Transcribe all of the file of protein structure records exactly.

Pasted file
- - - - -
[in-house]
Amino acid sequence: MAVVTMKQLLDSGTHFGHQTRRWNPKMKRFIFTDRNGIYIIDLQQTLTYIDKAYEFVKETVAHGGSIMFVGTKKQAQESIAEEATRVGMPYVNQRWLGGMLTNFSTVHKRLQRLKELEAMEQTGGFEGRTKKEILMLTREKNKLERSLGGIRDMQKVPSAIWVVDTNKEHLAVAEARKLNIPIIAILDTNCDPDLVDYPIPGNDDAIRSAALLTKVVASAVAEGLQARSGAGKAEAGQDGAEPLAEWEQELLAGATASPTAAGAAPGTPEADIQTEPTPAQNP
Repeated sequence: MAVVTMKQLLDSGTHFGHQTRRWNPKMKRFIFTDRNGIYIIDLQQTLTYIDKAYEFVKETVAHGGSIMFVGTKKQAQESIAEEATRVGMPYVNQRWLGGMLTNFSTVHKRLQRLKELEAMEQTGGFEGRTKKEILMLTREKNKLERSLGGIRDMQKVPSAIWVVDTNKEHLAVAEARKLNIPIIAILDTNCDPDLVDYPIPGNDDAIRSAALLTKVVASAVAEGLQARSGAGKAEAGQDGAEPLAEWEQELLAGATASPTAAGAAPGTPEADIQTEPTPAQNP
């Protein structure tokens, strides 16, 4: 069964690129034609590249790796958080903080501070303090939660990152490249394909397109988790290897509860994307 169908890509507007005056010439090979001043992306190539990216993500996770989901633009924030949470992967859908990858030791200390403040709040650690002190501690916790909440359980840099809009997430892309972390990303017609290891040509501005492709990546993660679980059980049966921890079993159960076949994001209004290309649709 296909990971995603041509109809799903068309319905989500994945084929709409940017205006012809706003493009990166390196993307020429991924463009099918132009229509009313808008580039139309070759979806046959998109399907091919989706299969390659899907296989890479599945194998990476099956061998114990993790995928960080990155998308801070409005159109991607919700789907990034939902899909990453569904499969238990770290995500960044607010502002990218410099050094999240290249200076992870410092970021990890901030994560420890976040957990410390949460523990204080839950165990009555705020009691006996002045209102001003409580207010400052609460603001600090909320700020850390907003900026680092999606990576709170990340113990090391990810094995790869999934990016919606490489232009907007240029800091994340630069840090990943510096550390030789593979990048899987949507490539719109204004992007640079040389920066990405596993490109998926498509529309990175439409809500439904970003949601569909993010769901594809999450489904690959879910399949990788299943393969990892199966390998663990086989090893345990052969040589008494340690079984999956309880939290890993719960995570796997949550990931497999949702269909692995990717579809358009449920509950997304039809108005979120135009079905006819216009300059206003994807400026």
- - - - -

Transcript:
[in-house]
Amino acid sequence: MAVVTMKQLLDSGTHFGHQTRRWNPKMKRFIFTDRNGIYIIDLQQTLTYIDKAYEFVKETVAHGGSIMFVGTKKQAQESIAEEATRVGMPYVNQRWLGGMLTNFSTVHKRLQRLKELEAMEQTGGFEGRTKKEILMLTREKNKLERSLGGIRDMQKVPSAIWVVDTNKEHLAVAEARKLNIPIIAILDTNCDPDLVDYPIPGNDDAIRSAALLTKVVASAVAEGLQARSGAGKAEAGQDGAEPLAEWEQELLAGATASPTAAGAAPGTPEADIQTEPTPAQNP
Repeated sequence: MAVVTMKQLLDSGTHFGHQTRRWNPKMKRFIFTDRNGIYIIDLQQTLTYIDKAYEFVKETVAHGGSIMFVGTKKQAQESIAEEATRVGMPYVNQRWLGGMLTNFSTVHKRLQRLKELEAMEQTGGFEGRTKKEILMLTREKNKLERSLGGIRDMQKVPSAIWVVDTNKEHLAVAEARKLNIPIIAILDTNCDPDLVDYPIPGNDDAIRSAALLTKVVASAVAEGLQARSGAGKAEAGQDGAEPLAEWEQELLAGATASPTAAGAAPGTPEADIQTEPTPAQNP
């Protein structure tokens, strides 16, 4: 069964690129034609590249790796958080903080501070303090939660990152490249394909397109988790290897509860994307 169908890509507007005056010439090979001043992306190539990216993500996770989901633009924030949470992967859908990858030791200390403040709040650690002190501690916790909440359980840099809009997430892309972390990303017609290891040509501005492709990546993660679980059980049966921890079993159960076949994001209004290309649709 296909990971995603041509109809799903068309319905989500994945084929709409940017205006012809706003493009990166390196993307020429991924463009099918132009229509009313808008580039139309070759979806046959998109399907091919989706299969390659899907296989890479599945194998990476099956061998114990993790995928960080990155998308801070409005159109991607919700789907990034939902899909990453569904499969238990770290995500960044607010502002990218410099050094999240290249200076992870410092970021990890901030994560420890976040957990410390949460523990204080839950165990009555705020009691006996002045209102001003409580207010400052609460603001600090909320700020850390907003900026680092999606990576709170990340113990090391990810094995790869999934990016919606490489232009907007240029800091994340630069840090990943510096550390030789593979990048899987949507490539719109204004992007640079040389920066990405596993490109998926498509529309990175439409809500439904970003949601569909993010769901594809999450489904690959879910399949990788299943393969990892199966390998663990086989090893345990052969040589008494340690079984999956309880939290890993719960995570796997949550990931497999949702269909692995990717579809358009449920509950997304039809108005979120135009079905006819216009300059206003994807400026």